The photometric data collected by Gaia is of exceptionally high quality in both accuracy and homogeneity, and as such provides crucial information on the character of the sources that are being observed, such as the surface temperature and chemical composition, as well as any amount of reddening through absorption of light by interstellar dust.
The photometry comes in three different forms of flux measurements. Most accurate are the measurements obtained from the 62 CCDs that form the astrometric field in the focal plane. Here a broad pass band, referred to as G, is used to collect as much light as possible to benefit the astrometric measurements.
Two strips of CCDs in the Gaia focal plane receive light through a prism and colour filter, creating low-resolution dispersion spectra in broad blue and red pass bands. Those data are analysed in two ways, as the observed spectra and by integrating the flux for each pass band, referred to as BP and RP, often used as a so-called colour index, BP-RP in magnitude scale. This colour index can be used to derive an estimate of the surface temperature for a star. Together with the G magnitudes and distance moduli derived from the parallax measurements, these data are used to present the Hertzsprung-Russell diagram (see https://www.cosmos.esa.int/web/gaia/gaiadr2_hrd for Hertzsprung-Russell diagrams created with Gaia Data Release 2 data). The processing of the dispersion spectra data started in cycle 2, and the first release of the calibrated dispersion spectra is scheduled to be in the 3rd Gaia data release.
An important issue in the reductions of the photometric data is the way the data are created. Data come from two telescopes, 62 CCDs, and on each CCD there are 3 different window settings and 8 different gate settings. This created 1240 different photometric systems that have to be amalgamated into a single homogeneous system. Ultimately, those links should be better than the final accuracy of the photometric data, which will be at mmag level or better.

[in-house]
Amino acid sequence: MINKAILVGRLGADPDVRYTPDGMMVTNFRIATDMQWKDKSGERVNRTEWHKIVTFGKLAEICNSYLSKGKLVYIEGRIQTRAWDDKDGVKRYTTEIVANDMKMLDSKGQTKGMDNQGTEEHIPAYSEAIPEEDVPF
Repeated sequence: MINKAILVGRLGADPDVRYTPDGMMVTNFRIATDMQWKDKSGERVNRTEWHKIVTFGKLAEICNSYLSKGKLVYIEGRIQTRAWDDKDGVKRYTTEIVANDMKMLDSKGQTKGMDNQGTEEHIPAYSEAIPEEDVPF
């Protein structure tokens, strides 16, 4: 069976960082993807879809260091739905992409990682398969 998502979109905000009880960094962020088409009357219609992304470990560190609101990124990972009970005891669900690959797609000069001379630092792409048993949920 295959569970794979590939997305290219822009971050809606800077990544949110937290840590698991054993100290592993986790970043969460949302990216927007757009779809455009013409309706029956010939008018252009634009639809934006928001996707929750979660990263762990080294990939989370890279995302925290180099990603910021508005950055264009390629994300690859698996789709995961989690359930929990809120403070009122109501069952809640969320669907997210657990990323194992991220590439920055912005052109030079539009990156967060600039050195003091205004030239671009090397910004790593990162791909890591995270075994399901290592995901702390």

The photometric system is defined by a selection of stars and their observations over a fixed time interval. The response of the instrument is evolving, and this was in particular the case during the first year of the mission. Changes in the system are due to mirror contamination and subsequent actions to de-contaminate, to small changes in the image shape due to telescope focus changes, and due to radiation damage to the CCDs. Thus, the data presented in the first Gaia data release are on a photometric system that is different from that used in the 2nd data release, and there will again be small differences for the 3rd data release.
The photometric data are the input for the variability analysis, results of which have been made available in the 1st and 2nd data releases for selected variability types. In the 2nd data release also the BP and RP information has been included, resulting in colour-variation light curves in addition to the light curves for the main, G, broad band. An interesting display of what has been achieved so far can be found at: https://www.cosmos.esa.int/web/gaia/gaiadr2_cu7 .
Page last updated: 09 August 2018